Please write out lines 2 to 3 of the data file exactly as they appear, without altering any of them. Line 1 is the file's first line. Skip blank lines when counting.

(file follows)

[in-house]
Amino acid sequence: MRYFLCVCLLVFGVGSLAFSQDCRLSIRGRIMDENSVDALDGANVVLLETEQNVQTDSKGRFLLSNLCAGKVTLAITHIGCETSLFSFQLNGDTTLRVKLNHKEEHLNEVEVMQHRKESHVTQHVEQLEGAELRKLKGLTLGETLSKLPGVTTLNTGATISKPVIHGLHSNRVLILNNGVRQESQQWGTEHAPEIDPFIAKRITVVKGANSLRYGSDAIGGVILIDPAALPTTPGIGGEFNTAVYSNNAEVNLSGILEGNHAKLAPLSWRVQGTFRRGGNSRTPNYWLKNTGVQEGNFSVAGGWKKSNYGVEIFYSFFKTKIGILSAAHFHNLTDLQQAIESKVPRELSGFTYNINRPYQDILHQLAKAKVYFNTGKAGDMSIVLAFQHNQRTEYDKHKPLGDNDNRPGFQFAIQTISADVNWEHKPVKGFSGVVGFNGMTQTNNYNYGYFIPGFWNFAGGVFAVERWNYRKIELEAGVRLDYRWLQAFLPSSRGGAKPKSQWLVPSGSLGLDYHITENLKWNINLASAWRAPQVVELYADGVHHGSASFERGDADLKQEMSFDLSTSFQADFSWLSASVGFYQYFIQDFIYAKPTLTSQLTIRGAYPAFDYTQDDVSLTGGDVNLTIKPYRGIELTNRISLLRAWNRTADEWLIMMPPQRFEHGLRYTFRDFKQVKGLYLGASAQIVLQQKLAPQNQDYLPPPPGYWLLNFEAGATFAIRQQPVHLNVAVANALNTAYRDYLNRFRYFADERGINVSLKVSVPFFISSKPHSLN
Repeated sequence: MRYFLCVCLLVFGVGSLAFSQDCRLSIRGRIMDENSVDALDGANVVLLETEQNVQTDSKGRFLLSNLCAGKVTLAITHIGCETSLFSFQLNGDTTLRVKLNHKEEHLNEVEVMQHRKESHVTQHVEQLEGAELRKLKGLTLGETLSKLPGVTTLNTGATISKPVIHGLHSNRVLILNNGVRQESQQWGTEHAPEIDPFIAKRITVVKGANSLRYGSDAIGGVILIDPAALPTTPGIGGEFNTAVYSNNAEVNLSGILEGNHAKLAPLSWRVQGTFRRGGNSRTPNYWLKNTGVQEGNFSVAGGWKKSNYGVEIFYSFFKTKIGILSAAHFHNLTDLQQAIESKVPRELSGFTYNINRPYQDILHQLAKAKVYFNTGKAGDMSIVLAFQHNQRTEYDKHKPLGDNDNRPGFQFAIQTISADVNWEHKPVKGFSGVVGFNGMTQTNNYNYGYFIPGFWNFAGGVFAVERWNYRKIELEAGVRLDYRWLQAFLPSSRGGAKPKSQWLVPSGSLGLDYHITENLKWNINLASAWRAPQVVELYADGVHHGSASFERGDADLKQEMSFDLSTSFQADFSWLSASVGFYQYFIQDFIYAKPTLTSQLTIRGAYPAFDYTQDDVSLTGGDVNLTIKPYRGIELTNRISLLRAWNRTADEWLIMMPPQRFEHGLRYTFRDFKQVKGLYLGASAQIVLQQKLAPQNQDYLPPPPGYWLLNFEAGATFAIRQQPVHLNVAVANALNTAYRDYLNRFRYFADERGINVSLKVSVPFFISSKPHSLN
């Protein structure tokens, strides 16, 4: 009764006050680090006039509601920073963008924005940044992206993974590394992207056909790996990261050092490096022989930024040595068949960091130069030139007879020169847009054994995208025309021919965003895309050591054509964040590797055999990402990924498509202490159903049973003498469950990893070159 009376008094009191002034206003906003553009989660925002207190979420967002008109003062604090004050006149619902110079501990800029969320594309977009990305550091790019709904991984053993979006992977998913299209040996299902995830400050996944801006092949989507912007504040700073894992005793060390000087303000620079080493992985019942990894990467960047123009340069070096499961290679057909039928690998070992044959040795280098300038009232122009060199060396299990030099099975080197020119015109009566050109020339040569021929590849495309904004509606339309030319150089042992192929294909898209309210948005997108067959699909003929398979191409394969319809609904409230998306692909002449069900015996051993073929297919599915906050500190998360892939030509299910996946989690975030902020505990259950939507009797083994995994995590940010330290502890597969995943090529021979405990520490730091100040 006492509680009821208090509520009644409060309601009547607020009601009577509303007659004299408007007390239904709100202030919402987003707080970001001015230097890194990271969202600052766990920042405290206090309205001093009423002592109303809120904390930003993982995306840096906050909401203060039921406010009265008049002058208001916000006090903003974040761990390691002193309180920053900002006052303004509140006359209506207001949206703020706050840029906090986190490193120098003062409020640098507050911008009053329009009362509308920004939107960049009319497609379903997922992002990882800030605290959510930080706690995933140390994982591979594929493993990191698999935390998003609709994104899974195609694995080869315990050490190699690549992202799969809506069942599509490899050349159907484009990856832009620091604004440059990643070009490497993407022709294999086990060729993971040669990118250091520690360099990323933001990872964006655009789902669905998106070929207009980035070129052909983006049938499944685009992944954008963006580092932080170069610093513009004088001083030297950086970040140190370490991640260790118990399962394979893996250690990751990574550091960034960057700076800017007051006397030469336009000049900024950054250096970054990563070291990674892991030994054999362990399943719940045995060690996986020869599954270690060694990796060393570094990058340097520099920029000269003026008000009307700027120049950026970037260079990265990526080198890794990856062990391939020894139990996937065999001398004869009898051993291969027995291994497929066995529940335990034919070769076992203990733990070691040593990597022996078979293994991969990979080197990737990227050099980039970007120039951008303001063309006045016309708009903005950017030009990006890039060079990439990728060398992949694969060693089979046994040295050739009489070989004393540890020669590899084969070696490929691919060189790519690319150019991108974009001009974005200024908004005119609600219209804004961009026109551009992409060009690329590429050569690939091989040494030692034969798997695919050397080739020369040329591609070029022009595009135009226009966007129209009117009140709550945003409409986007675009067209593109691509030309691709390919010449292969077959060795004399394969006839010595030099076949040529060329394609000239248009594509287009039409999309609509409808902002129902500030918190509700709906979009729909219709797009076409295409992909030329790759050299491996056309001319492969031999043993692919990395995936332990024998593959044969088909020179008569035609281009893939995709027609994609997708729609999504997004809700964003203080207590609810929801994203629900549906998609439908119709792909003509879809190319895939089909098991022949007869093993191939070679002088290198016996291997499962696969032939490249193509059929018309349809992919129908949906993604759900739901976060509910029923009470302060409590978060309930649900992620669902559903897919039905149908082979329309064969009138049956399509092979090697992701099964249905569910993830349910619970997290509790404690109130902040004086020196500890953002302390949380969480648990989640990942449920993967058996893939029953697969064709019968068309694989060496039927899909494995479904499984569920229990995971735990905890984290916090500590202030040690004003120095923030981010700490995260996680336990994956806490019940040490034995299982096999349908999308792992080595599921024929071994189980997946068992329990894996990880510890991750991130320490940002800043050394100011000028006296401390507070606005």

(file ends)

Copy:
Amino acid sequence: MRYFLCVCLLVFGVGSLAFSQDCRLSIRGRIMDENSVDALDGANVVLLETEQNVQTDSKGRFLLSNLCAGKVTLAITHIGCETSLFSFQLNGDTTLRVKLNHKEEHLNEVEVMQHRKESHVTQHVEQLEGAELRKLKGLTLGETLSKLPGVTTLNTGATISKPVIHGLHSNRVLILNNGVRQESQQWGTEHAPEIDPFIAKRITVVKGANSLRYGSDAIGGVILIDPAALPTTPGIGGEFNTAVYSNNAEVNLSGILEGNHAKLAPLSWRVQGTFRRGGNSRTPNYWLKNTGVQEGNFSVAGGWKKSNYGVEIFYSFFKTKIGILSAAHFHNLTDLQQAIESKVPRELSGFTYNINRPYQDILHQLAKAKVYFNTGKAGDMSIVLAFQHNQRTEYDKHKPLGDNDNRPGFQFAIQTISADVNWEHKPVKGFSGVVGFNGMTQTNNYNYGYFIPGFWNFAGGVFAVERWNYRKIELEAGVRLDYRWLQAFLPSSRGGAKPKSQWLVPSGSLGLDYHITENLKWNINLASAWRAPQVVELYADGVHHGSASFERGDADLKQEMSFDLSTSFQADFSWLSASVGFYQYFIQDFIYAKPTLTSQLTIRGAYPAFDYTQDDVSLTGGDVNLTIKPYRGIELTNRISLLRAWNRTADEWLIMMPPQRFEHGLRYTFRDFKQVKGLYLGASAQIVLQQKLAPQNQDYLPPPPGYWLLNFEAGATFAIRQQPVHLNVAVANALNTAYRDYLNRFRYFADERGINVSLKVSVPFFISSKPHSLN
Repeated sequence: MRYFLCVCLLVFGVGSLAFSQDCRLSIRGRIMDENSVDALDGANVVLLETEQNVQTDSKGRFLLSNLCAGKVTLAITHIGCETSLFSFQLNGDTTLRVKLNHKEEHLNEVEVMQHRKESHVTQHVEQLEGAELRKLKGLTLGETLSKLPGVTTLNTGATISKPVIHGLHSNRVLILNNGVRQESQQWGTEHAPEIDPFIAKRITVVKGANSLRYGSDAIGGVILIDPAALPTTPGIGGEFNTAVYSNNAEVNLSGILEGNHAKLAPLSWRVQGTFRRGGNSRTPNYWLKNTGVQEGNFSVAGGWKKSNYGVEIFYSFFKTKIGILSAAHFHNLTDLQQAIESKVPRELSGFTYNINRPYQDILHQLAKAKVYFNTGKAGDMSIVLAFQHNQRTEYDKHKPLGDNDNRPGFQFAIQTISADVNWEHKPVKGFSGVVGFNGMTQTNNYNYGYFIPGFWNFAGGVFAVERWNYRKIELEAGVRLDYRWLQAFLPSSRGGAKPKSQWLVPSGSLGLDYHITENLKWNINLASAWRAPQVVELYADGVHHGSASFERGDADLKQEMSFDLSTSFQADFSWLSASVGFYQYFIQDFIYAKPTLTSQLTIRGAYPAFDYTQDDVSLTGGDVNLTIKPYRGIELTNRISLLRAWNRTADEWLIMMPPQRFEHGLRYTFRDFKQVKGLYLGASAQIVLQQKLAPQNQDYLPPPPGYWLLNFEAGATFAIRQQPVHLNVAVANALNTAYRDYLNRFRYFADERGINVSLKVSVPFFISSKPHSLN